Incidentally, the Chinese are constructing a bridge to cross the gap at the opening of Wadi Shab. As I started my trek inward, I see a lone Chinese construction worker taking a break. He looked longingly in my direction, clearly homesick and overjoyed at the sight of a fellow countryman. He has been here for 20 months, a long time to be away from home. I promise to chat upon my return, but did not see him as I returned to the car.

Further along the coast we make a brief stop at Bibi Miriam’s tomb near Qalhat, a simple structure that has stood here for several hundred years. Details are sketchy and even Saif does not know much, but it appears that Bibi was a rich daughter who, centuries ago, broke with tradition and received a proper education.

We finally reach Sur at around 2:30pm. This is one of the largest cities in Oman, yet it remains a quiet coastal fishing town. We park along the Corniche and I walk to the beach, admiring the clear water. How nice it is to have such a clean beach right in the city. I think of San Sebastien and the clear water inside that beautiful half-moon bay. The water is cold and I decide not to jump in completely, wading only knee-deep with camera in hand to snap a few shots of the beach front.

With only a couple of hours to sun down, we quickly make way to the Wahiba Sands. Other than the Empty Quarter, this is the largest area of sand dunes in the country, stretching more than 100km at its widest point. The area is famed for its golden sands with the reddish tint. We arrive at the entry point around 4:30pm, an hour before sunset.

Saif first takes me to the dwelling of a Bedouin family he knows. We are invited into the reception area for guests, and offered a small cup of coffee and some dates. Saif pours coffee from an old thermos (and not a traditional Arabic coffee pot) and there are dozens of flies buzzing around the dates, but I accept the offering out of courtesy. I hear the mention of money in the exchange between Saif and the hostess, and know that I should purchase a token handicraft for the privilege of the visit. After about 20 minutes (which unfortunately is precious time wasted today) I pay 2 Rials for a simple woven bookmark without bargaining.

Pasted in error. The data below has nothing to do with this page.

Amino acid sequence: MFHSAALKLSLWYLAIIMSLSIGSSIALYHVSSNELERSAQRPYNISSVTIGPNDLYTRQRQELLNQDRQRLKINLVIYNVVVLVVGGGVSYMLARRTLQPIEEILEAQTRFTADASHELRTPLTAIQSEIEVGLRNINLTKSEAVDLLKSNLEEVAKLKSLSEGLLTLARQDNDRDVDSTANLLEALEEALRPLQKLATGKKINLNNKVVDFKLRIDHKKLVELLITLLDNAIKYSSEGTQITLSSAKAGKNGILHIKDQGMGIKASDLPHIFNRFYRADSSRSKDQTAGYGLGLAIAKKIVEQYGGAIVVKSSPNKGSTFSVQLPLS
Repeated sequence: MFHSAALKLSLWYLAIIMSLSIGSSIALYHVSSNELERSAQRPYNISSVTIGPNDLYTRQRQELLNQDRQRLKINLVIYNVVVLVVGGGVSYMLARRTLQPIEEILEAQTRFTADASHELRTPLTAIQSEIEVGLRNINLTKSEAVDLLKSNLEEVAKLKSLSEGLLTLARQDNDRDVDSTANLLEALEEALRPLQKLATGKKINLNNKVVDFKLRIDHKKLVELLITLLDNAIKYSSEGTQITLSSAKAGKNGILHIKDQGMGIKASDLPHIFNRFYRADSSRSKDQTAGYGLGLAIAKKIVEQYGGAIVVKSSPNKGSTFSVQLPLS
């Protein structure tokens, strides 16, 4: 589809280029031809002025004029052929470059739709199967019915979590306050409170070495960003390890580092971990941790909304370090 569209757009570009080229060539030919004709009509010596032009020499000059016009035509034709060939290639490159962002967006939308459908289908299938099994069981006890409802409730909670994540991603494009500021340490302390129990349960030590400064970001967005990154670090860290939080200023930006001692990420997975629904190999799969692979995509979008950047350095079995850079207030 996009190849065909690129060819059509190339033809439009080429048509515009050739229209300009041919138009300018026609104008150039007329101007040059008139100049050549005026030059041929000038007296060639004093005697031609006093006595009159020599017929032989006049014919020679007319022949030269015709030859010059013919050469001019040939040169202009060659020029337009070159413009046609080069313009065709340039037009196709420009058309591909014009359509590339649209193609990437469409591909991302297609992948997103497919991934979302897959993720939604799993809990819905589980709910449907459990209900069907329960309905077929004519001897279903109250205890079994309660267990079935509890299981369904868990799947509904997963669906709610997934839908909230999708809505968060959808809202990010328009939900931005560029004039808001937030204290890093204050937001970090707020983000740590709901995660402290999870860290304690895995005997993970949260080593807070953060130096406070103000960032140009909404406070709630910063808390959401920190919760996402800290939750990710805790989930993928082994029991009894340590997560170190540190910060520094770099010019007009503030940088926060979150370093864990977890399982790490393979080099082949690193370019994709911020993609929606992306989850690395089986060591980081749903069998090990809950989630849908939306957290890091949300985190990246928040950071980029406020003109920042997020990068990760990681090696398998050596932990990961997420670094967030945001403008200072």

Now I have a little less than 1 hour before sunset. I tell Saif to drive to a spot for me to take pictures, making sure that we face the right direction away from the sun. We don’t have much time to go far, and settle for something close.

The sand here really is golden, with an orange/reddish layer on top and a paler base. The reddish top layer makes for excellent photographs as it contrasts with the rest of the area, appearing as a highlight on top of the dunes. I relax and enjoy sunset over the dunes. It’s been 8 years since I last watched the sun set over the Mingsha Dunes(鳴沙山)in Dunhuang (敦煌), China.

Just before leaving, I catch sight of a camel calf suckling on its mother.

Saif takes me back to Muscat, flying at between 120-140km/h on the highway. Before he drops me back at the hotel we visit a traditional shop selling halwa, the national dessert which is basically a jello of dates, saffron, cardamom, nutmeg and other spices. I try 3 different varieties and settle on buying both the cheapest (which is the most common and my favorite) as well as the most expensive (yellowish in color from the saffron). I am happy.

For dinner I am too tired to venture out. I polish off the huge chunks of baklawa as well as other Arabic desserts purchased from Lulu the night before, and decided to stay away from baklawa for a long time going forward as I’ve just OD’d on it…